Balti roots in Ladakh
Gilgit-Baltistan is a multilingual region of ethnic diversity, surrounded by the Hindu Kush and Karakoram. Ladakh has historical ties to the Balti people: one of its kings had a Balti wife and a Dogra king, having conquered parts of Ladakh and Baltistan, apparently settled Baltis in the region to make the most of their gardening skills. During the traumatic partition of 1947, Gilgit-Baltistan, which was part of the former princely state of Jammu and Kashmir, was integrated into the border of Pakistan, touching India, Afghanistan and China. Many Baltis are also followers of the 15th century Sufi mystic, Nur Baksh.
Meeting with a young Balti
During my stay in Turtuk, famous for its apricots, I spoke with a young Balti student. Asked about social life in his village, he replied: “Relations between Buddhists and Muslims in Ladakh are very good even though our language, culture, food and clothing are completely different.”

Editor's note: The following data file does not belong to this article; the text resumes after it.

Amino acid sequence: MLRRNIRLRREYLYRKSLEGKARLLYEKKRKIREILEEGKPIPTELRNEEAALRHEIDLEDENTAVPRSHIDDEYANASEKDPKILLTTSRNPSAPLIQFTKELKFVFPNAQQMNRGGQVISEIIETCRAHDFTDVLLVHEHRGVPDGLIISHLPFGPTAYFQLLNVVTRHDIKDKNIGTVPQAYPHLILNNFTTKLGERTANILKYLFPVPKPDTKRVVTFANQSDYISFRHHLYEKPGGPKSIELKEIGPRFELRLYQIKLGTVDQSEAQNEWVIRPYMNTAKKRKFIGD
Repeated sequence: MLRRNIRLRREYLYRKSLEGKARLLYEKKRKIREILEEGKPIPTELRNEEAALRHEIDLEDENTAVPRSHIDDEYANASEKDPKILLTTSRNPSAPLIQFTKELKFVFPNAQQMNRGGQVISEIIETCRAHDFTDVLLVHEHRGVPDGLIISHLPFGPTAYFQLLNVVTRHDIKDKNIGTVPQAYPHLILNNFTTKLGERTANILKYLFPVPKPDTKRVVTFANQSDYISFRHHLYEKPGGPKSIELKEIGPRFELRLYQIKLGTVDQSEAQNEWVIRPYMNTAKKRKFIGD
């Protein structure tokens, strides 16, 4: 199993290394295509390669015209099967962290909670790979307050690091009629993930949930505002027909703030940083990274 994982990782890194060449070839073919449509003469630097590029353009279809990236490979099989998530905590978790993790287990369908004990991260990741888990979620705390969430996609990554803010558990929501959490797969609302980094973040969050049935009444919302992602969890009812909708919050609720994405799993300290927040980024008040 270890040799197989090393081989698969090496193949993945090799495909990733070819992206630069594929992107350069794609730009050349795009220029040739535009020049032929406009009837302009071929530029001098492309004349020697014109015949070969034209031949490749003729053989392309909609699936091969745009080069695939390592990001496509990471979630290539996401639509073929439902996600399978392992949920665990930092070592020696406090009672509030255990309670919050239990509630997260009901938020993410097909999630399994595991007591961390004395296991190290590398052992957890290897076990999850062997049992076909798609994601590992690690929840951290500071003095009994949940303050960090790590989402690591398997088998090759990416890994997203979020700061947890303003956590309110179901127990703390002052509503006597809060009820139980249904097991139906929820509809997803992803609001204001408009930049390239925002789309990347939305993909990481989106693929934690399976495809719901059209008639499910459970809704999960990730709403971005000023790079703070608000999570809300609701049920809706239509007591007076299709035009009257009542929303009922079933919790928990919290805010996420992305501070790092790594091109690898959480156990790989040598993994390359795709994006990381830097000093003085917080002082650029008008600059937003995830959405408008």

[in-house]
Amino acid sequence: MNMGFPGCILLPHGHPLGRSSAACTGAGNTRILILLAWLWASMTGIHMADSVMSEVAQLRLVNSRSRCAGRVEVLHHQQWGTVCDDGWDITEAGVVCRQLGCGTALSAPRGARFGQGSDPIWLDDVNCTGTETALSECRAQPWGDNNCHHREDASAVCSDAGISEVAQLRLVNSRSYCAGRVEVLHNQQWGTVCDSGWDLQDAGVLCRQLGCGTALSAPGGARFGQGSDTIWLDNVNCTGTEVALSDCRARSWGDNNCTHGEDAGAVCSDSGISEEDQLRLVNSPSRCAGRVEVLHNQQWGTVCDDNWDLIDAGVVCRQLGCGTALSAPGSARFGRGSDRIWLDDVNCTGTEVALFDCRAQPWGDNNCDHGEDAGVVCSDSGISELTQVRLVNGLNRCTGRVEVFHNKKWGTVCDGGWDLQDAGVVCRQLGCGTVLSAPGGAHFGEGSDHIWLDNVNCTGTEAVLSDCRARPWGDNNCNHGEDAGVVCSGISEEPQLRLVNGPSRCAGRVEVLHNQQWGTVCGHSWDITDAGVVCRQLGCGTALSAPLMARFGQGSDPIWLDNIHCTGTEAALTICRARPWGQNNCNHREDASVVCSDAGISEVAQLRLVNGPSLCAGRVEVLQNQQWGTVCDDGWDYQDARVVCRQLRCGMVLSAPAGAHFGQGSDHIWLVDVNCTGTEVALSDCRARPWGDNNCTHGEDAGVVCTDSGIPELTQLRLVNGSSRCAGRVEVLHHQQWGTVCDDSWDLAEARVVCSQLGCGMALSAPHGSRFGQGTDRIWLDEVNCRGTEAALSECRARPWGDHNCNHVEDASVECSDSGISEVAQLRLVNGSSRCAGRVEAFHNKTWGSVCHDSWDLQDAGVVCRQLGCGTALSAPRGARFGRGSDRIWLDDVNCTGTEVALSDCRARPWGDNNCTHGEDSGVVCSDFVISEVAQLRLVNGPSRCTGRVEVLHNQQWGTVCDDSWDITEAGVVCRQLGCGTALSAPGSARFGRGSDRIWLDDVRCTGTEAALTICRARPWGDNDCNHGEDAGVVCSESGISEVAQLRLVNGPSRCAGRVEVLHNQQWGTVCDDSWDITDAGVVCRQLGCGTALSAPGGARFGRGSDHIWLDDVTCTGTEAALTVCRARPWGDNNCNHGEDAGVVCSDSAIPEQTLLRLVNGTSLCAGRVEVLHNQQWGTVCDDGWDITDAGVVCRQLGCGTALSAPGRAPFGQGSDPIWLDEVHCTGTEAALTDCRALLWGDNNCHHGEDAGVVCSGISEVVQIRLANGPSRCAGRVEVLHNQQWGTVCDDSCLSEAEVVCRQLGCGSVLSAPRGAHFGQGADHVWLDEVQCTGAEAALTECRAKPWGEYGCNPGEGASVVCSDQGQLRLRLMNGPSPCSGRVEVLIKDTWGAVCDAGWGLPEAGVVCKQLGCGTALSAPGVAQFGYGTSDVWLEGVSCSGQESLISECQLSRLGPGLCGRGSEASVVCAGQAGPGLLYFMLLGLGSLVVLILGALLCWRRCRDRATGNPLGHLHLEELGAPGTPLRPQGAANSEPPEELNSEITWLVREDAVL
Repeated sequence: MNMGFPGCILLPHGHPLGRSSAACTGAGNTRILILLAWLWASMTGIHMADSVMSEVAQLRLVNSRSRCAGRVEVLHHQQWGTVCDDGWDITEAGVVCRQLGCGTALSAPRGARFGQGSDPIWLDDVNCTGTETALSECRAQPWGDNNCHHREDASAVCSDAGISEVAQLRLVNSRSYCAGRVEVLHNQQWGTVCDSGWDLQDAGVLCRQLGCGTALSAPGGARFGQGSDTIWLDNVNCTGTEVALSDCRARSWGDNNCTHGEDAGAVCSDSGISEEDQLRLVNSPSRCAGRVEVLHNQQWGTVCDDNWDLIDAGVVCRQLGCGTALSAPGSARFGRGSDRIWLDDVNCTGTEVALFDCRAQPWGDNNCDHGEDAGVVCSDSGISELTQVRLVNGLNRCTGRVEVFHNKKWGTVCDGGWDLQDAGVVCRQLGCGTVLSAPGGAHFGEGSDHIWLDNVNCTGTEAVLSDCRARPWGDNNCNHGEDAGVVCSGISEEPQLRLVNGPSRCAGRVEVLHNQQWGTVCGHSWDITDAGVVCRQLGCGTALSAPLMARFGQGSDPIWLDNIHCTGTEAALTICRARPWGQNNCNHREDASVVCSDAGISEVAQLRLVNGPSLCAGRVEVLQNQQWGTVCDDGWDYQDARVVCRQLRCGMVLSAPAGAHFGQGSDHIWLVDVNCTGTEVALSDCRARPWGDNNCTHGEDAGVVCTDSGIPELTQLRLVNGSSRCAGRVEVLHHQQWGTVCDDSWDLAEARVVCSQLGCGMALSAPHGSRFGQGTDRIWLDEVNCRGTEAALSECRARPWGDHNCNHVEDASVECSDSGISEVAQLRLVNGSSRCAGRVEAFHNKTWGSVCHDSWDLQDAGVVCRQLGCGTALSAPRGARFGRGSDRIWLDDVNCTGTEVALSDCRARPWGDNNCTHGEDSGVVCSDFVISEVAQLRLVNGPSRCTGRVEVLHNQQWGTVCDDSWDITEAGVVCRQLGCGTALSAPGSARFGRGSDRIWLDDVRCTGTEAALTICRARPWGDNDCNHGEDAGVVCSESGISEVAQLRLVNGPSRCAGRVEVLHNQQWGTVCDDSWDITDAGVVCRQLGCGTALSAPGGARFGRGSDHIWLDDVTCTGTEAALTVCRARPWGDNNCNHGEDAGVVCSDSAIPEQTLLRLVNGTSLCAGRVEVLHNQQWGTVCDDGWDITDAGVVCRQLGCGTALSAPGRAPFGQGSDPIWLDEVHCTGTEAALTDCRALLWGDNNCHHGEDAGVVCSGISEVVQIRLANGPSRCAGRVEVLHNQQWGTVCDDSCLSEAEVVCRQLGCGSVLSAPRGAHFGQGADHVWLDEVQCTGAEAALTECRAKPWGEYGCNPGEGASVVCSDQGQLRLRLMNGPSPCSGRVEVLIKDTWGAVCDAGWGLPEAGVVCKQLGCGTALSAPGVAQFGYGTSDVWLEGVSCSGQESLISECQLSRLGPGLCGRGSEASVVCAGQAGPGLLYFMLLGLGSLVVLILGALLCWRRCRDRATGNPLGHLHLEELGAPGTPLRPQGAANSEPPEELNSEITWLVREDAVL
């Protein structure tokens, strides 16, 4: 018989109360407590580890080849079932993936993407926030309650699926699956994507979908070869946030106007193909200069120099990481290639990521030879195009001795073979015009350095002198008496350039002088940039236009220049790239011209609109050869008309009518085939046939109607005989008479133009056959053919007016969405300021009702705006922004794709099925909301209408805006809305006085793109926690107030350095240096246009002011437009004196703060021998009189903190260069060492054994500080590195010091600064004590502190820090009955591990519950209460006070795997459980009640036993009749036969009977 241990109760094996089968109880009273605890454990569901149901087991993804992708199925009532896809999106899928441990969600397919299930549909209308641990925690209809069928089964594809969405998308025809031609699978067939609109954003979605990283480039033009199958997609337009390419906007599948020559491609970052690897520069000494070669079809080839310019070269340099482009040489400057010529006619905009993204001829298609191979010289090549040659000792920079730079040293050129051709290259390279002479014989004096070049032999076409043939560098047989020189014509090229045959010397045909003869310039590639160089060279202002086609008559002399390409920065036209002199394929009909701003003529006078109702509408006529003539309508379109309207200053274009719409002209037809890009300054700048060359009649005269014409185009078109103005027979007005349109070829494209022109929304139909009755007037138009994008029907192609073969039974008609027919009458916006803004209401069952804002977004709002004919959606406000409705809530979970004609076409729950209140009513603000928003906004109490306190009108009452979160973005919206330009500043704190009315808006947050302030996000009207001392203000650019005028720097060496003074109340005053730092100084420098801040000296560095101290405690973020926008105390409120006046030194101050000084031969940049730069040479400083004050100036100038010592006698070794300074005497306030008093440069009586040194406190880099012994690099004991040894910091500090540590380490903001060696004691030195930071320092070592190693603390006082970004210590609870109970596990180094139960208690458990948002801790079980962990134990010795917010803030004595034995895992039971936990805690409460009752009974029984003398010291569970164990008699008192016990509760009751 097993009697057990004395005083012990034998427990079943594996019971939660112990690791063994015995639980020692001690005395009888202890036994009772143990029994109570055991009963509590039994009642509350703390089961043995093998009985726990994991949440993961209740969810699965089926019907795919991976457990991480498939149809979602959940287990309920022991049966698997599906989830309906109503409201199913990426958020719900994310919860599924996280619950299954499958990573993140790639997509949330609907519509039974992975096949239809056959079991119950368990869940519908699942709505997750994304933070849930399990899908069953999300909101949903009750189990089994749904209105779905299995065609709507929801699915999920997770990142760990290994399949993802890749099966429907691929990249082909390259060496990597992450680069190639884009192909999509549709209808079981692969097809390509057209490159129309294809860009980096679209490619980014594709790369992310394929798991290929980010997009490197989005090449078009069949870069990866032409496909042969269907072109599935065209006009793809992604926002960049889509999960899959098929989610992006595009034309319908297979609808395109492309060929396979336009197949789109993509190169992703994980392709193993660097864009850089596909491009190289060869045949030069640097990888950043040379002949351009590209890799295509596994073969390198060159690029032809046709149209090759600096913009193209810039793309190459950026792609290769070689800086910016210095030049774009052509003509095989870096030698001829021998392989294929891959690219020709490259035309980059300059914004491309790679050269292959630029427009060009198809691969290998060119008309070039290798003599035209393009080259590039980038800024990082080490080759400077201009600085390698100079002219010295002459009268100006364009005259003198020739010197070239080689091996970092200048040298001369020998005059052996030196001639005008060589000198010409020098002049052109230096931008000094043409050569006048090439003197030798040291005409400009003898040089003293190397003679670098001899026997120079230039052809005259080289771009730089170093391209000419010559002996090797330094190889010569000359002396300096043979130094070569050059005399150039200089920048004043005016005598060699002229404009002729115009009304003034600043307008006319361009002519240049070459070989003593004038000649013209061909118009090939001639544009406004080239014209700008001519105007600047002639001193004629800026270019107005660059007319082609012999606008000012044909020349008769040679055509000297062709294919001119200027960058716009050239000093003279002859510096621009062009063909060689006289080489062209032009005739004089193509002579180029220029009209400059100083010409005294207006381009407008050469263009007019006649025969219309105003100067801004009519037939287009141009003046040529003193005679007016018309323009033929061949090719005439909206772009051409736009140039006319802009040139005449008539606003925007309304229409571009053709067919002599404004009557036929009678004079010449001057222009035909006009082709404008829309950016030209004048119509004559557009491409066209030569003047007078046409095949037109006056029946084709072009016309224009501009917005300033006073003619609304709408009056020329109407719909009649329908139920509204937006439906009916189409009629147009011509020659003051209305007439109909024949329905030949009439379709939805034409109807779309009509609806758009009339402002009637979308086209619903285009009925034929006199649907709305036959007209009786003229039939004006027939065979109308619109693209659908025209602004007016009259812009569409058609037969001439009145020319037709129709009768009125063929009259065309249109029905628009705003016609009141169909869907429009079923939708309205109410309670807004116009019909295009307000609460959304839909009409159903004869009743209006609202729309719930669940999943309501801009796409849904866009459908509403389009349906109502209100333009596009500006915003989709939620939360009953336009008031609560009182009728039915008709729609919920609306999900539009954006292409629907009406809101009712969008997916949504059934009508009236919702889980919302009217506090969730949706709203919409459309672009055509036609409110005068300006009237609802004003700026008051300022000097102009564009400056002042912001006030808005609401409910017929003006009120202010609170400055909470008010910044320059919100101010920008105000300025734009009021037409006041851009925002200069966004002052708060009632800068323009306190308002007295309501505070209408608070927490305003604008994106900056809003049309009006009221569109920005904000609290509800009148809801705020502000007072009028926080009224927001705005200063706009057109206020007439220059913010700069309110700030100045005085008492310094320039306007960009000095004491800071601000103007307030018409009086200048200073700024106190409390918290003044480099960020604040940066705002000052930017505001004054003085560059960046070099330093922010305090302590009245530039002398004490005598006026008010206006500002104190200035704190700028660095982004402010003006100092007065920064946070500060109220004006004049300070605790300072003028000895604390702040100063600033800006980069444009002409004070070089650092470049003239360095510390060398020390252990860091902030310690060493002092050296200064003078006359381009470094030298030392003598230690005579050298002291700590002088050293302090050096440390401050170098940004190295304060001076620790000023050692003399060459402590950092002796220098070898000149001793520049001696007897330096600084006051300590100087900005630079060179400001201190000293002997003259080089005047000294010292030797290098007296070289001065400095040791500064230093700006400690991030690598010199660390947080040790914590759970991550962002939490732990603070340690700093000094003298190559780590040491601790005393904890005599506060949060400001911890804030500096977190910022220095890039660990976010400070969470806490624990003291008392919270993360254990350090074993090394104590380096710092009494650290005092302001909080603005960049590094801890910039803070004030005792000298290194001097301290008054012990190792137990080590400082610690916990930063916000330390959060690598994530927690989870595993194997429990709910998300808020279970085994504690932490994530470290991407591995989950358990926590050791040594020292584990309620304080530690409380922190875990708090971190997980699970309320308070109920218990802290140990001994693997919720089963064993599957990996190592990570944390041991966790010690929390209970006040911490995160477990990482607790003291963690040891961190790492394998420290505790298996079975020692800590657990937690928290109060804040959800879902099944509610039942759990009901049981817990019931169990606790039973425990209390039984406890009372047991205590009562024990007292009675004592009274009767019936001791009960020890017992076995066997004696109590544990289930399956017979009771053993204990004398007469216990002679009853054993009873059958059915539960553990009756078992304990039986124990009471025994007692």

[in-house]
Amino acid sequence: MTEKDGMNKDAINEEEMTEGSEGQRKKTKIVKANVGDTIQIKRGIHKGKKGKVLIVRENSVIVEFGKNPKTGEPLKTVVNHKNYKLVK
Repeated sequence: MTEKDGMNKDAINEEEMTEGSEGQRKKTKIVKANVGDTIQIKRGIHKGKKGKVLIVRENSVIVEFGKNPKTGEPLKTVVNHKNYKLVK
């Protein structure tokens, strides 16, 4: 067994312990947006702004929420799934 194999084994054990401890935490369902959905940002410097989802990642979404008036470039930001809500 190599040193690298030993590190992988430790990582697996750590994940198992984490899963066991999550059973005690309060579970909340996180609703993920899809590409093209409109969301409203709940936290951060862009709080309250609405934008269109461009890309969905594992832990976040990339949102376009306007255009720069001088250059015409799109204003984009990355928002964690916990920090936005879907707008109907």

Asked about life in Turtuk after 2010, when the UPA government opened the place to tourists, he said: “There was prosperity but at the expense of nature due to the pollution that accompanied”. After 2010 tourists had visited Turtuk so see the metal fence that marks the LOC with Pakistan far below in the dry river bed but after the Modi government took control of Ladakh in 2019 tourists are have made it to the border. Thang village.
Speaking of the older generation’s experience of separation from loved ones after the 1971 war, the young people said: “My father’s cousin was only nine or ten years old when he went from Turtuk to Karachi for school when the war broke out in December 1971. He couldn’t come back.”